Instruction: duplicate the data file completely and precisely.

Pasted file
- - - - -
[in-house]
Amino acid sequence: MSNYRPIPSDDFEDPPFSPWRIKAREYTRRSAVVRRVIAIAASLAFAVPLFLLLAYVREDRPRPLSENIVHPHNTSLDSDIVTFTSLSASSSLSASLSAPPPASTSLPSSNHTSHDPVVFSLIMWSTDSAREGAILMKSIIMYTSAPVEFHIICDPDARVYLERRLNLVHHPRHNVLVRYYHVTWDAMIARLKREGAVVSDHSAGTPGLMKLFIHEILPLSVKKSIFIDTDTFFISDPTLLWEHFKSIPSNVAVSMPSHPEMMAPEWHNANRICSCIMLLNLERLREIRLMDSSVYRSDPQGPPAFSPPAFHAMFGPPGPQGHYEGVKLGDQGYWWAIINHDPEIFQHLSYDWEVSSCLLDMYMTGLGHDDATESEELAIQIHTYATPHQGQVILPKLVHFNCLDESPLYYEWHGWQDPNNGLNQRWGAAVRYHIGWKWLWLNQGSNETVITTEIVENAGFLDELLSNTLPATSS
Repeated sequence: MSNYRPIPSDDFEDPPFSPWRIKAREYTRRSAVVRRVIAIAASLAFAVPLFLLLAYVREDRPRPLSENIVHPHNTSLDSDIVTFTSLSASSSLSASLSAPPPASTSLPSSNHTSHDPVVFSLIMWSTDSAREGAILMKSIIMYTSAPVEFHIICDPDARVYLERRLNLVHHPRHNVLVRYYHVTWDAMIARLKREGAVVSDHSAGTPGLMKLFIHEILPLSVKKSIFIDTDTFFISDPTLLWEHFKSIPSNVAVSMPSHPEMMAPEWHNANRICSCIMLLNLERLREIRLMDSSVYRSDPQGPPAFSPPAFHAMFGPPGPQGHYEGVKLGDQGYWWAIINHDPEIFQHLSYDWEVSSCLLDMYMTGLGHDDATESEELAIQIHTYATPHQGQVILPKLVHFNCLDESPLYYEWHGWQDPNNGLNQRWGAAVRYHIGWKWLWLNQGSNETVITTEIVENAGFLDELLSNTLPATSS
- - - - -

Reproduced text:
[in-house]
Amino acid sequence: MSNYRPIPSDDFEDPPFSPWRIKAREYTRRSAVVRRVIAIAASLAFAVPLFLLLAYVREDRPRPLSENIVHPHNTSLDSDIVTFTSLSASSSLSASLSAPPPASTSLPSSNHTSHDPVVFSLIMWSTDSAREGAILMKSIIMYTSAPVEFHIICDPDARVYLERRLNLVHHPRHNVLVRYYHVTWDAMIARLKREGAVVSDHSAGTPGLMKLFIHEILPLSVKKSIFIDTDTFFISDPTLLWEHFKSIPSNVAVSMPSHPEMMAPEWHNANRICSCIMLLNLERLREIRLMDSSVYRSDPQGPPAFSPPAFHAMFGPPGPQGHYEGVKLGDQGYWWAIINHDPEIFQHLSYDWEVSSCLLDMYMTGLGHDDATESEELAIQIHTYATPHQGQVILPKLVHFNCLDESPLYYEWHGWQDPNNGLNQRWGAAVRYHIGWKWLWLNQGSNETVITTEIVENAGFLDELLSNTLPATSS
Repeated sequence: MSNYRPIPSDDFEDPPFSPWRIKAREYTRRSAVVRRVIAIAASLAFAVPLFLLLAYVREDRPRPLSENIVHPHNTSLDSDIVTFTSLSASSSLSASLSAPPPASTSLPSSNHTSHDPVVFSLIMWSTDSAREGAILMKSIIMYTSAPVEFHIICDPDARVYLERRLNLVHHPRHNVLVRYYHVTWDAMIARLKREGAVVSDHSAGTPGLMKLFIHEILPLSVKKSIFIDTDTFFISDPTLLWEHFKSIPSNVAVSMPSHPEMMAPEWHNANRICSCIMLLNLERLREIRLMDSSVYRSDPQGPPAFSPPAFHAMFGPPGPQGHYEGVKLGDQGYWWAIINHDPEIFQHLSYDWEVSSCLLDMYMTGLGHDDATESEELAIQIHTYATPHQGQVILPKLVHFNCLDESPLYYEWHGWQDPNNGLNQRWGAAVRYHIGWKWLWLNQGSNETVITTEIVENAGFLDELLSNTLPATSS